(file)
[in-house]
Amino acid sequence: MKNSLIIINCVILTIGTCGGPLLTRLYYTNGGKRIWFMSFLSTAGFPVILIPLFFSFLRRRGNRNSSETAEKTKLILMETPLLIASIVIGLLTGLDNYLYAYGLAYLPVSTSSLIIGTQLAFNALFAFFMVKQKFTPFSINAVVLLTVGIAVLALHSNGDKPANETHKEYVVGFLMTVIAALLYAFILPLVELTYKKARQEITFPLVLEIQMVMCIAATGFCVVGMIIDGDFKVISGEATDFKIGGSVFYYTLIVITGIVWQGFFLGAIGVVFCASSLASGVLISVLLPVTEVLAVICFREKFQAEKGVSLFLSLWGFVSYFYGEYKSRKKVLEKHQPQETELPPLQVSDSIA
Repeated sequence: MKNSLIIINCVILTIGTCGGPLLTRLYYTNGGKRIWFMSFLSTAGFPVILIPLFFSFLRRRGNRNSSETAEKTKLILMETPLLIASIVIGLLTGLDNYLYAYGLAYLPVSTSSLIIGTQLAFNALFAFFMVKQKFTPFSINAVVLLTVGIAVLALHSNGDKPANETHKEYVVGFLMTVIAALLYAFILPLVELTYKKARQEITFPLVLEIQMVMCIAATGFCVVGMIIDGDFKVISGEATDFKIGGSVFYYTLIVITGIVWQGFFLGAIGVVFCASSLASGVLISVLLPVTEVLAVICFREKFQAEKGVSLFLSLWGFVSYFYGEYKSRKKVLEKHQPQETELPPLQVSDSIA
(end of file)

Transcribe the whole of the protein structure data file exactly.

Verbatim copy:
[in-house]
Amino acid sequence: MKNSLIIINCVILTIGTCGGPLLTRLYYTNGGKRIWFMSFLSTAGFPVILIPLFFSFLRRRGNRNSSETAEKTKLILMETPLLIASIVIGLLTGLDNYLYAYGLAYLPVSTSSLIIGTQLAFNALFAFFMVKQKFTPFSINAVVLLTVGIAVLALHSNGDKPANETHKEYVVGFLMTVIAALLYAFILPLVELTYKKARQEITFPLVLEIQMVMCIAATGFCVVGMIIDGDFKVISGEATDFKIGGSVFYYTLIVITGIVWQGFFLGAIGVVFCASSLASGVLISVLLPVTEVLAVICFREKFQAEKGVSLFLSLWGFVSYFYGEYKSRKKVLEKHQPQETELPPLQVSDSIA
Repeated sequence: MKNSLIIINCVILTIGTCGGPLLTRLYYTNGGKRIWFMSFLSTAGFPVILIPLFFSFLRRRGNRNSSETAEKTKLILMETPLLIASIVIGLLTGLDNYLYAYGLAYLPVSTSSLIIGTQLAFNALFAFFMVKQKFTPFSINAVVLLTVGIAVLALHSNGDKPANETHKEYVVGFLMTVIAALLYAFILPLVELTYKKARQEITFPLVLEIQMVMCIAATGFCVVGMIIDGDFKVISGEATDFKIGGSVFYYTLIVITGIVWQGFFLGAIGVVFCASSLASGVLISVLLPVTEVLAVICFREKFQAEKGVSLFLSLWGFVSYFYGEYKSRKKVLEKHQPQETELPPLQVSDSIA